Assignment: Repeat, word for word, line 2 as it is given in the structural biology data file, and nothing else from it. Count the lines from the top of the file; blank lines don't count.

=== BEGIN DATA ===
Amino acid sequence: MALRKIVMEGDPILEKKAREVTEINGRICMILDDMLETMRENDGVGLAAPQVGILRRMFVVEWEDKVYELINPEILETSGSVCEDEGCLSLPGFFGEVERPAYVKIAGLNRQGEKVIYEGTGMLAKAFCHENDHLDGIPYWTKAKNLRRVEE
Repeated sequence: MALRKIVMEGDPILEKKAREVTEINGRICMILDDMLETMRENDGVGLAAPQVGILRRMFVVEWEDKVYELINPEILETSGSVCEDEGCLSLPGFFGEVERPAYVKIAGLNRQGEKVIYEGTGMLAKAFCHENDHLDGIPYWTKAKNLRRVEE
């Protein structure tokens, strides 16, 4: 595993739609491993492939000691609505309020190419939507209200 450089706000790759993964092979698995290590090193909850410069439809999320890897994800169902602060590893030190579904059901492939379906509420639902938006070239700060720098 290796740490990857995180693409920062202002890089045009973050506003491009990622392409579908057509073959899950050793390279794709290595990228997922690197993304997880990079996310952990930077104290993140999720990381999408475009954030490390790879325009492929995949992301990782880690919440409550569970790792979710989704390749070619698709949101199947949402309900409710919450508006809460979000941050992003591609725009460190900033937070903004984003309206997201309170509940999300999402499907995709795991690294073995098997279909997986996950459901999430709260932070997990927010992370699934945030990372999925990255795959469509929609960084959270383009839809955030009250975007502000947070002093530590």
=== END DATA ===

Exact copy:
Repeated sequence: MALRKIVMEGDPILEKKAREVTEINGRICMILDDMLETMRENDGVGLAAPQVGILRRMFVVEWEDKVYELINPEILETSGSVCEDEGCLSLPGFFGEVERPAYVKIAGLNRQGEKVIYEGTGMLAKAFCHENDHLDGIPYWTKAKNLRRVEE